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17.06.2019
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Bleeding During Pregnancy? Is It Normal?

About 20% of women experience some form of vaginal bleeding within their first trimester of pregnancy. Light bleeding during pregnancy is normal in the early stages and shouldn’t be a cause for alarm. However, bleeding can sometimes be serious (especially in the later stages of pregnancy) and it’s important to know the possible causes and be able to identify them to make sure that you and your baby are both healthy.

Is bleeding normal?

Light spotted bleeding during the first trimester (before 12 weeks) is common and in many cases does not signal a serious problem. Bleeding later on in pregnancy can often be more serious. It’s advised that if you experience any form of bleeding during your pregnancy that you contact a healthcare professional to help determine the seriousness of the bleed and take appropriate action.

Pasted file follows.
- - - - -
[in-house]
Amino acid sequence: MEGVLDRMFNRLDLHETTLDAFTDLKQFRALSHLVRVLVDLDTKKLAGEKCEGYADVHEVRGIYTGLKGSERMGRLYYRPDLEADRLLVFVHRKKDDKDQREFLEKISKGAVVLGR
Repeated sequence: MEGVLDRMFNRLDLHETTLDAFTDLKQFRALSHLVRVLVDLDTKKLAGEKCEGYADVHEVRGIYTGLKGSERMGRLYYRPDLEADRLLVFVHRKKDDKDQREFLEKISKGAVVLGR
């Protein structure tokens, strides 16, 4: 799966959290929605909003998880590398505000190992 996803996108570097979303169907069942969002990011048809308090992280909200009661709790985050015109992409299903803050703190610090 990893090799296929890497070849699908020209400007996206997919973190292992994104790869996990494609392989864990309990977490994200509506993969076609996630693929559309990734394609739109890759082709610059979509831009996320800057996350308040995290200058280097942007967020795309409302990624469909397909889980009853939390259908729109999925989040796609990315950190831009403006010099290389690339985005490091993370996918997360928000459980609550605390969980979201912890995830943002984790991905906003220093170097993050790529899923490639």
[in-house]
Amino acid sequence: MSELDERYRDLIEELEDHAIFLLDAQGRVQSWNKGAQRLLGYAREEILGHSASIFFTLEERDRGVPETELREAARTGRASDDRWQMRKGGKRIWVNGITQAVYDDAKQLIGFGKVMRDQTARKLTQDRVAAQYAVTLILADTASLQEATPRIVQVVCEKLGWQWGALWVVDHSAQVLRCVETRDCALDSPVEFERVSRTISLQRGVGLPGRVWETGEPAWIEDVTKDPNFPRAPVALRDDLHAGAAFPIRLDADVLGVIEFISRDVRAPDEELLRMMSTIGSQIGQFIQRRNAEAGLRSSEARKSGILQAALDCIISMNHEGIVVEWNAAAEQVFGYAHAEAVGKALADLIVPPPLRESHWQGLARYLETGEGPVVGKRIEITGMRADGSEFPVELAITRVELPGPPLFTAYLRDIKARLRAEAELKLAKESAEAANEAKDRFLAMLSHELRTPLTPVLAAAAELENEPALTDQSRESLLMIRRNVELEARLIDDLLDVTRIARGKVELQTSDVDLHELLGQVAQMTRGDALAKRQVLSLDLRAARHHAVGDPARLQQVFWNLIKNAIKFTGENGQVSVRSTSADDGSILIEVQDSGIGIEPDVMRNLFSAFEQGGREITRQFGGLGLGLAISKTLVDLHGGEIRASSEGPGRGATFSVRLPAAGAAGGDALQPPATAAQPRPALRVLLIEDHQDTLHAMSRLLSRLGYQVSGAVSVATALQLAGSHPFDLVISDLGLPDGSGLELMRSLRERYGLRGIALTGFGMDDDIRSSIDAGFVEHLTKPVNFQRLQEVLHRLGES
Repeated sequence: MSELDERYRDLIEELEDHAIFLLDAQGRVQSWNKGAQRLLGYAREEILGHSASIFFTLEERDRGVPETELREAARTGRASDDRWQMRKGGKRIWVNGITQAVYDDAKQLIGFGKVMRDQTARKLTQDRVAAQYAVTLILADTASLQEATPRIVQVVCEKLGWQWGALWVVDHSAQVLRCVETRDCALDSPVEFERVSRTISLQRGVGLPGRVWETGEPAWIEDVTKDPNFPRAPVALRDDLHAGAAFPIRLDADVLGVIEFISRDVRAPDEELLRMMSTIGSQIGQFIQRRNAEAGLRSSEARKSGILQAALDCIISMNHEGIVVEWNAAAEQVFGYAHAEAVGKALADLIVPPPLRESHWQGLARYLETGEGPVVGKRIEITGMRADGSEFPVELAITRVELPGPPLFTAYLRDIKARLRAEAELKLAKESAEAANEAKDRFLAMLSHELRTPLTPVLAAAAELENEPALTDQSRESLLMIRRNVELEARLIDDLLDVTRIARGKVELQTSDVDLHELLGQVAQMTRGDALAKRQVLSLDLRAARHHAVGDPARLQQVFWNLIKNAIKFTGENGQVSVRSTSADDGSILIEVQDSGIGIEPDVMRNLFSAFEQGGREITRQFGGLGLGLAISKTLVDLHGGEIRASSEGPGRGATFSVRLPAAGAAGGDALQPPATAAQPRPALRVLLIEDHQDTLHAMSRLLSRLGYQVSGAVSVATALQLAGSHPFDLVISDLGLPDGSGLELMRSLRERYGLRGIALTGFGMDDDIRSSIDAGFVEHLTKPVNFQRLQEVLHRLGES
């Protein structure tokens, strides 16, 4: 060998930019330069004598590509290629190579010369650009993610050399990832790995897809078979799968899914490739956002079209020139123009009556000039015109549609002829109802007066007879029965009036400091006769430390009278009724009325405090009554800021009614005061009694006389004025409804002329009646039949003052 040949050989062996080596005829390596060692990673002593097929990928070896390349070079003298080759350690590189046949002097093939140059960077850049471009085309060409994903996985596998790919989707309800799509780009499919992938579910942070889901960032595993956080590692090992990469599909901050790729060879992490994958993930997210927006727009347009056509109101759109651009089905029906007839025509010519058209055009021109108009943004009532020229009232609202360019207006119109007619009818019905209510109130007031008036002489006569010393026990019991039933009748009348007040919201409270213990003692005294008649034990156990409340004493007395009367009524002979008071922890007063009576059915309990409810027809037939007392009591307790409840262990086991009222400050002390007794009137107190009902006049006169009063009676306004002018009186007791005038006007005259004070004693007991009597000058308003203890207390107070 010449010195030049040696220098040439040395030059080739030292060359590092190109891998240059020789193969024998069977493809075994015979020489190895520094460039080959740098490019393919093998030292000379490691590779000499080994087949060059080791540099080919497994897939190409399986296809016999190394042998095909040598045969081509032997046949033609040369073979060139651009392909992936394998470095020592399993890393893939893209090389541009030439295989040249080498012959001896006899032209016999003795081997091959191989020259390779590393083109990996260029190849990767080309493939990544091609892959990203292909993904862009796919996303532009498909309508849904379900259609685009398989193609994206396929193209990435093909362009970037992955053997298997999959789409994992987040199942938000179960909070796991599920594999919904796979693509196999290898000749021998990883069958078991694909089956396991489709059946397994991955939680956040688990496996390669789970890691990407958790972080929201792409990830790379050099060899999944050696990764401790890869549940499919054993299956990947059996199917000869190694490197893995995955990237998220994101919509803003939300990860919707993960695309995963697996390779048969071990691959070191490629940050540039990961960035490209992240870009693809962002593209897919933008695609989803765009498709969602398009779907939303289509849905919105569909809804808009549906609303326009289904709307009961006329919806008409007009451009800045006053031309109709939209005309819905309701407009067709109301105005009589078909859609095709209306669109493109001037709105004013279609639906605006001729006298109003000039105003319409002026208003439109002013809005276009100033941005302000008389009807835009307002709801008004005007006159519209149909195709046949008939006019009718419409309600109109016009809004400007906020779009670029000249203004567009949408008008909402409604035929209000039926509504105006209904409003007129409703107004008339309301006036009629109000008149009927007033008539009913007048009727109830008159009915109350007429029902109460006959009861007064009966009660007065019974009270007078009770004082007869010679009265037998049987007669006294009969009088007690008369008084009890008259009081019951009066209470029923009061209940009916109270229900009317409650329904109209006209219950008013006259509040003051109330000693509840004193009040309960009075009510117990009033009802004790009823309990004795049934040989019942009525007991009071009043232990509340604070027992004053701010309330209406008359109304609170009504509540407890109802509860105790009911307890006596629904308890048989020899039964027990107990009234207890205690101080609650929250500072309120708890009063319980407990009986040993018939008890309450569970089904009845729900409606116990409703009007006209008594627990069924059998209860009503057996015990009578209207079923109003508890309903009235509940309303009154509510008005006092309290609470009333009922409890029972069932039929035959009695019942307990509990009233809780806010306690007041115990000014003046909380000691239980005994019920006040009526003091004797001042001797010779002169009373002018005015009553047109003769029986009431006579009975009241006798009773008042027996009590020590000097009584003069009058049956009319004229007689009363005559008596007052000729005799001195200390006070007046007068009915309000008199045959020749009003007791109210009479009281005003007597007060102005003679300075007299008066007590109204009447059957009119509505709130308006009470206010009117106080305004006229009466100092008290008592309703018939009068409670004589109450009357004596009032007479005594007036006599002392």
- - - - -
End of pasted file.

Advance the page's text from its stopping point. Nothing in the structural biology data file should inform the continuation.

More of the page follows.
What Causes Bleeding during Pregnancy in the First Trimester?

There are a number of different causes of bleeding during pregnancy.  Possible causes of bleeding in the first trimester can include:

 

Implantation bleeding

Implantation bleeding occurs within the first 6 – 12 days after conception. This happens when the fertilized egg implants itself in the lining of the uterus. Some women mistake this form of bleeding for a light period and often think they are not pregnant. Bleeding is usually very light and lasts anywhere from a few hours to a few days. Either way, if you are unsure or concerned about bleeding, seek help/advice from a healthcare professional.

 

Miscarriage

Miscarriages are more common during the first 12 weeks of pregnancy than in the second and third trimesters, and tend to be one of the biggest concerns with first trimester bleeding. Only 10% of women who experience vaginal bleeding during first trimester miscarry. Strong cramps in the abdomen and tissue passing through the vagina are other symtoms to watch out for to identify a miscarriage.